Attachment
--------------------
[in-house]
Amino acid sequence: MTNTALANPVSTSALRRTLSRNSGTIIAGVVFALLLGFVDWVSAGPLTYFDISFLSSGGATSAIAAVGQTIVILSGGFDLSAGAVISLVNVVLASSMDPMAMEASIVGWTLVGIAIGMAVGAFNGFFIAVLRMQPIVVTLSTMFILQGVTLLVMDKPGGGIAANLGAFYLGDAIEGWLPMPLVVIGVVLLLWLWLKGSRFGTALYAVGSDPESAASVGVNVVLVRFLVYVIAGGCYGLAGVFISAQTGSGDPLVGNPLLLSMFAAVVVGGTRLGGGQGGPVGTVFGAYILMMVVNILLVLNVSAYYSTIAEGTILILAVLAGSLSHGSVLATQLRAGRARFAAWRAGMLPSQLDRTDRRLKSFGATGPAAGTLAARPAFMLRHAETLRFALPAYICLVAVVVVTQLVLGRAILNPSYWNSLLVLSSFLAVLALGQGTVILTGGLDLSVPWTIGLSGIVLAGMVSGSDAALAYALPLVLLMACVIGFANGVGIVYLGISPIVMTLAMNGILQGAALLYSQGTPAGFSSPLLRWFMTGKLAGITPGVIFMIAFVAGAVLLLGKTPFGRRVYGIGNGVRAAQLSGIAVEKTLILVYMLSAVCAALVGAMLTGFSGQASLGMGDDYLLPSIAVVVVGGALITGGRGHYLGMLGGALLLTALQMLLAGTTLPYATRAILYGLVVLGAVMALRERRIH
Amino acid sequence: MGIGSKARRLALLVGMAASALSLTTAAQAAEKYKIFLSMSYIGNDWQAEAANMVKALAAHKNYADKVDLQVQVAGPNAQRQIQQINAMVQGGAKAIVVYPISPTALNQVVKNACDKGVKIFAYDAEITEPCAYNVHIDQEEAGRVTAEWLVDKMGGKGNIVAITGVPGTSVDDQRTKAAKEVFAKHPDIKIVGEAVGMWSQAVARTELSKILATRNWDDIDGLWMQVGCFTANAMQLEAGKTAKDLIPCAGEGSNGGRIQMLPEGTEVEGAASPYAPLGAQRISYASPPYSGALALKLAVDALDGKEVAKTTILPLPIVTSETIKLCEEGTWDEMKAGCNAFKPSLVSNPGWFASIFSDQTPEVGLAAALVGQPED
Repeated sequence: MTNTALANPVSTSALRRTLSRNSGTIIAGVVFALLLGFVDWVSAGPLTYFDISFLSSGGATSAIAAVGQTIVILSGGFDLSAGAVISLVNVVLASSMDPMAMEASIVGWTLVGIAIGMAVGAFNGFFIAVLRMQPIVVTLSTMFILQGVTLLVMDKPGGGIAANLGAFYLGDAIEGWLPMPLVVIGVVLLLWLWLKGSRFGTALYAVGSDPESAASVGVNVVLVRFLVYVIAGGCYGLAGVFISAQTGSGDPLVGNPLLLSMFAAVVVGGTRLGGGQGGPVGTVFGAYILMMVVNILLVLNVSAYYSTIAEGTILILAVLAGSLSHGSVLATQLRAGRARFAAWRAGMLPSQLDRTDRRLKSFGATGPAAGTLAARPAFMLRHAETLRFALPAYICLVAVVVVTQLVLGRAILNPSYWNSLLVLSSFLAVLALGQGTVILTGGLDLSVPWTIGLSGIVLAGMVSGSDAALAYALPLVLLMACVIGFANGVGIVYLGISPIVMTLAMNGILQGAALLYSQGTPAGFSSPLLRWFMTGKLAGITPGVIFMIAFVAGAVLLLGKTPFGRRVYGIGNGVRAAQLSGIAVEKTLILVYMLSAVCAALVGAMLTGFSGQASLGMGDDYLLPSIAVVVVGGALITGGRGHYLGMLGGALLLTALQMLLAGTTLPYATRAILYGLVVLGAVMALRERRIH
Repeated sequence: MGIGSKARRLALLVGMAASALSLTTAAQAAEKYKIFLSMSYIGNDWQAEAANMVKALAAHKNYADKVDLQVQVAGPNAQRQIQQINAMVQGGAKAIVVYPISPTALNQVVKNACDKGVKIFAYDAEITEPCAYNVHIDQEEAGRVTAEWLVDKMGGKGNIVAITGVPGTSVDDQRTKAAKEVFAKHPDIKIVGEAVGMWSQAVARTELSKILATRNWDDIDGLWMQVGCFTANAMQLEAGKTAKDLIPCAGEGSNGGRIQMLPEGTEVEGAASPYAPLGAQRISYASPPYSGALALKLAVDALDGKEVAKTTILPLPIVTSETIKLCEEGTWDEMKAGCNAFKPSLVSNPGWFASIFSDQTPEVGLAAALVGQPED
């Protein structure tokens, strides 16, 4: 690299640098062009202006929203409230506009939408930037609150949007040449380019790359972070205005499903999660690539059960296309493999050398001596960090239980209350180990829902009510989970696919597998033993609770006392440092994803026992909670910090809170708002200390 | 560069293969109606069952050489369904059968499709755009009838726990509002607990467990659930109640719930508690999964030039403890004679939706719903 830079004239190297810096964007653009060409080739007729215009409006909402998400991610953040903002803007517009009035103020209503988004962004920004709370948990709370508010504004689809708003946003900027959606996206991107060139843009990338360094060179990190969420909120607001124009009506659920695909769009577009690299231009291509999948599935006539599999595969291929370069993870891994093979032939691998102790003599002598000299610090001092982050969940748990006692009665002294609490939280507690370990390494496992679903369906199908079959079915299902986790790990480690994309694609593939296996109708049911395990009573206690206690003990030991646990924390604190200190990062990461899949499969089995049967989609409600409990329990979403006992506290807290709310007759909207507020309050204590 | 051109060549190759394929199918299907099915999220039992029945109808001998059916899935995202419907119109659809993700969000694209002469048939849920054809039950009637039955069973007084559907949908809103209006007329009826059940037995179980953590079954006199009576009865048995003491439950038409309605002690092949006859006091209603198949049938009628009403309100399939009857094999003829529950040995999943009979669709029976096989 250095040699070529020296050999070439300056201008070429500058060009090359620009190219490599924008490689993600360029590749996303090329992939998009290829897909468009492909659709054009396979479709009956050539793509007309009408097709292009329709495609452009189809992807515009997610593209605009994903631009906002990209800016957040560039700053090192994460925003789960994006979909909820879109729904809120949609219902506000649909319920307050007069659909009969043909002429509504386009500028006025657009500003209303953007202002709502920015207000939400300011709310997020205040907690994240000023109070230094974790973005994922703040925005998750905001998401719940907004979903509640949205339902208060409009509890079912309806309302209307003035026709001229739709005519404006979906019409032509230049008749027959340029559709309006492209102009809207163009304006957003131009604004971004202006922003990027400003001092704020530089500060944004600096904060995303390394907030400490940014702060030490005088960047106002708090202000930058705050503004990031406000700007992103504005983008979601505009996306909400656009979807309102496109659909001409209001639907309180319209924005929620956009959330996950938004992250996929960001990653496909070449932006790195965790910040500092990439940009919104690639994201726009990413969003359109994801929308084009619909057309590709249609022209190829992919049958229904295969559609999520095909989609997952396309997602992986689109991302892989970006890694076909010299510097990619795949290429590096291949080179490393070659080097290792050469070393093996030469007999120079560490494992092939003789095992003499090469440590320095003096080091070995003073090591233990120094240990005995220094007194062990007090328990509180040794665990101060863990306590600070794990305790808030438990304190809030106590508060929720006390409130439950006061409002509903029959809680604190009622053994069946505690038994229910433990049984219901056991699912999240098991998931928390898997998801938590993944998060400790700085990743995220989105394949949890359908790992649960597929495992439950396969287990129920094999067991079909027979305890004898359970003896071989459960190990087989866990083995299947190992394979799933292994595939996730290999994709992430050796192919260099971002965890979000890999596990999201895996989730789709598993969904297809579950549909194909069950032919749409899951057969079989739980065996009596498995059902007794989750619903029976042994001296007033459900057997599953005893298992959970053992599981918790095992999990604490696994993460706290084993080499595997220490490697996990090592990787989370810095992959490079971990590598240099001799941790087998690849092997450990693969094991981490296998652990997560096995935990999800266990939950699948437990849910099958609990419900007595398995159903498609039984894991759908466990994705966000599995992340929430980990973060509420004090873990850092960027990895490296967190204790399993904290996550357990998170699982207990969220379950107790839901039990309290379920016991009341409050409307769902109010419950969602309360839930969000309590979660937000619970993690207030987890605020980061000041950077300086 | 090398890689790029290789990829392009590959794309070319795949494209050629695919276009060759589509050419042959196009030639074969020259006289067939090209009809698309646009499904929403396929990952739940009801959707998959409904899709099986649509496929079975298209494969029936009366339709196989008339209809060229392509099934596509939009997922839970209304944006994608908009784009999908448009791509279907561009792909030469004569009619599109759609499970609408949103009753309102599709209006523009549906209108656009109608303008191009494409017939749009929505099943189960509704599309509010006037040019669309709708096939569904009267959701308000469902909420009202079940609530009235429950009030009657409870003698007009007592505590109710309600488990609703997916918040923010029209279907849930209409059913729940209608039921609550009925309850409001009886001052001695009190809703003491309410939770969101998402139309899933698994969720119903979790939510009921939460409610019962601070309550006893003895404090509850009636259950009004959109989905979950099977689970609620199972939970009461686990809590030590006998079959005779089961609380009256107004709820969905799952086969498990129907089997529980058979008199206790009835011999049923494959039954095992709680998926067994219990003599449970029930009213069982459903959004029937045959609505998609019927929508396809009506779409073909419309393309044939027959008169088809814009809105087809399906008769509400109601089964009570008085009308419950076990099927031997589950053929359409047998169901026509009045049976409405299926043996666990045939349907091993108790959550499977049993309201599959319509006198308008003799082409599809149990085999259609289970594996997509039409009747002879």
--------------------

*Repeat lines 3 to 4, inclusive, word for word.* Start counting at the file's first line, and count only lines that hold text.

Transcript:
Amino acid sequence: MGIGSKARRLALLVGMAASALSLTTAAQAAEKYKIFLSMSYIGNDWQAEAANMVKALAAHKNYADKVDLQVQVAGPNAQRQIQQINAMVQGGAKAIVVYPISPTALNQVVKNACDKGVKIFAYDAEITEPCAYNVHIDQEEAGRVTAEWLVDKMGGKGNIVAITGVPGTSVDDQRTKAAKEVFAKHPDIKIVGEAVGMWSQAVARTELSKILATRNWDDIDGLWMQVGCFTANAMQLEAGKTAKDLIPCAGEGSNGGRIQMLPEGTEVEGAASPYAPLGAQRISYASPPYSGALALKLAVDALDGKEVAKTTILPLPIVTSETIKLCEEGTWDEMKAGCNAFKPSLVSNPGWFASIFSDQTPEVGLAAALVGQPED
Repeated sequence: MTNTALANPVSTSALRRTLSRNSGTIIAGVVFALLLGFVDWVSAGPLTYFDISFLSSGGATSAIAAVGQTIVILSGGFDLSAGAVISLVNVVLASSMDPMAMEASIVGWTLVGIAIGMAVGAFNGFFIAVLRMQPIVVTLSTMFILQGVTLLVMDKPGGGIAANLGAFYLGDAIEGWLPMPLVVIGVVLLLWLWLKGSRFGTALYAVGSDPESAASVGVNVVLVRFLVYVIAGGCYGLAGVFISAQTGSGDPLVGNPLLLSMFAAVVVGGTRLGGGQGGPVGTVFGAYILMMVVNILLVLNVSAYYSTIAEGTILILAVLAGSLSHGSVLATQLRAGRARFAAWRAGMLPSQLDRTDRRLKSFGATGPAAGTLAARPAFMLRHAETLRFALPAYICLVAVVVVTQLVLGRAILNPSYWNSLLVLSSFLAVLALGQGTVILTGGLDLSVPWTIGLSGIVLAGMVSGSDAALAYALPLVLLMACVIGFANGVGIVYLGISPIVMTLAMNGILQGAALLYSQGTPAGFSSPLLRWFMTGKLAGITPGVIFMIAFVAGAVLLLGKTPFGRRVYGIGNGVRAAQLSGIAVEKTLILVYMLSAVCAALVGAMLTGFSGQASLGMGDDYLLPSIAVVVVGGALITGGRGHYLGMLGGALLLTALQMLLAGTTLPYATRAILYGLVVLGAVMALRERRIH